George, a high school senior, has some problems. He wrestles with graduation, girl troubles, and his love for sunflowers.
As a loser fast on his way to hell, two years ago Chloë said yes to a date and everything went right ever since. Still is terrific, too. He just bought her a ring. Local college for George, nearby state university for her. But now his girl has changed her mind. Chloë is going to Berkley. He is staying home in Nowhere Town. And this soon-to-be roommate Gio of hers is gonna steal George’s girl. Jealousy blooms, just like a sunflower.
An argument on graduation day between high school sweethearts goes so very wrong, but George gets back his girl. She is like another of the beautiful sunflowers he has preserved, you could even say idolized, in the cellar.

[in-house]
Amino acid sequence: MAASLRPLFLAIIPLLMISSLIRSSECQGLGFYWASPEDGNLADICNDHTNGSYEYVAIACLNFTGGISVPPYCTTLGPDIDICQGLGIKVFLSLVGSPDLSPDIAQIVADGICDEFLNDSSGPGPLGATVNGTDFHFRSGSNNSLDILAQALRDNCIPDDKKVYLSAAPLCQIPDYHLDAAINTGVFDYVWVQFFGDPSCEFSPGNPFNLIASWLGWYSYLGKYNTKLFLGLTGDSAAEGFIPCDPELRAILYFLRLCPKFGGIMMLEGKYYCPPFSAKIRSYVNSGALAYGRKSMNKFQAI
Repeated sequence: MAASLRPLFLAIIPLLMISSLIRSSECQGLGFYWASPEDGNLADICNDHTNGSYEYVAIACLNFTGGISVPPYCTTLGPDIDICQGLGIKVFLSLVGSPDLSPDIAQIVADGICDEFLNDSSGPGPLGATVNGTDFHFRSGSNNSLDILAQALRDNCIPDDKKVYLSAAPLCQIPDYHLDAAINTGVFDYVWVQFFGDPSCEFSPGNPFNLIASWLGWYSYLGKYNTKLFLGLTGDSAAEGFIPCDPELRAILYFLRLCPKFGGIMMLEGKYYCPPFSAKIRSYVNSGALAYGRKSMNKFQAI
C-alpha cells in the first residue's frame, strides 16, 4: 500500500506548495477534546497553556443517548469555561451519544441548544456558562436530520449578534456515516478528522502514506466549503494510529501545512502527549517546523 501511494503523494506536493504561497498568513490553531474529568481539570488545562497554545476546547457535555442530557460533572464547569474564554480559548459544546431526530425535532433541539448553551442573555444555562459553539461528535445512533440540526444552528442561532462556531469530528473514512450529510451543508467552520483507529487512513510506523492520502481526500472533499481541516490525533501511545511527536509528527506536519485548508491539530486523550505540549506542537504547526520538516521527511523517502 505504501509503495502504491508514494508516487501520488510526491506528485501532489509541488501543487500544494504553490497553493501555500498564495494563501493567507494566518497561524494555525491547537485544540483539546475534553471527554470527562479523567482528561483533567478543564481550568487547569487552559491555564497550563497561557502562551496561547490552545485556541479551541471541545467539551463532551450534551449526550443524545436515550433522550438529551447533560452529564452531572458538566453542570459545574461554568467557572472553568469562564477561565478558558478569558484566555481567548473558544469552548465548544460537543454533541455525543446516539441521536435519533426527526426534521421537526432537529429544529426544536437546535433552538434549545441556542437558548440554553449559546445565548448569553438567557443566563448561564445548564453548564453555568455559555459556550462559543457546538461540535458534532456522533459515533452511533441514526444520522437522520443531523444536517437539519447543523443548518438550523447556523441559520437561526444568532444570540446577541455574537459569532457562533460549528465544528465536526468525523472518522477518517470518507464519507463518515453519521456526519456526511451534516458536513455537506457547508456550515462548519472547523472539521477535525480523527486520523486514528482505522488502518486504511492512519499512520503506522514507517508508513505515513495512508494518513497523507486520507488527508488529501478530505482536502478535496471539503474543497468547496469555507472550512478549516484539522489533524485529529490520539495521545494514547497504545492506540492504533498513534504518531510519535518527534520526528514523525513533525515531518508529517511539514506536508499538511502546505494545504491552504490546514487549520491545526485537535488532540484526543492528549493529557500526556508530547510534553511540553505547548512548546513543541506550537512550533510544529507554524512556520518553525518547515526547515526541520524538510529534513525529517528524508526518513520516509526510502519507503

The Horror of Sunflowers
Time for Lita to confess. I have never liked sunflowers. As a kid, they were too big. Bugs loved them. Birds loved them. But they creeped me out. This makes sunflowers the perfect subject for a horror short story if you want to scare the bejesus out of Lita.
It is refreshing to read a teen angst story from the young man’s point of view. George struggles to keep the one good thing in his life, and overcome his bad parental role models. We taste life’s sour betrayal from his point of view. And poor Chloë. Sometimes, breaking up is impossible to do.
In Flowers, we see teen love at its worst. The story hints at George’s sexual encounters, not show us blow-by-blow glory. His desperation saddened me, and my curiosity about the mechanics revolted me. Ah, the lengths a young man goes to get laid. The story needs a couple of minor formatting nits corrected. In two places I would suggest sentence-level wordsmithing. My compliments go to Darnell “Saki” Dickerson for scaring the crap out of me, rousing my sympathy for a teen’s struggle, and reminding me of evil sunflowers.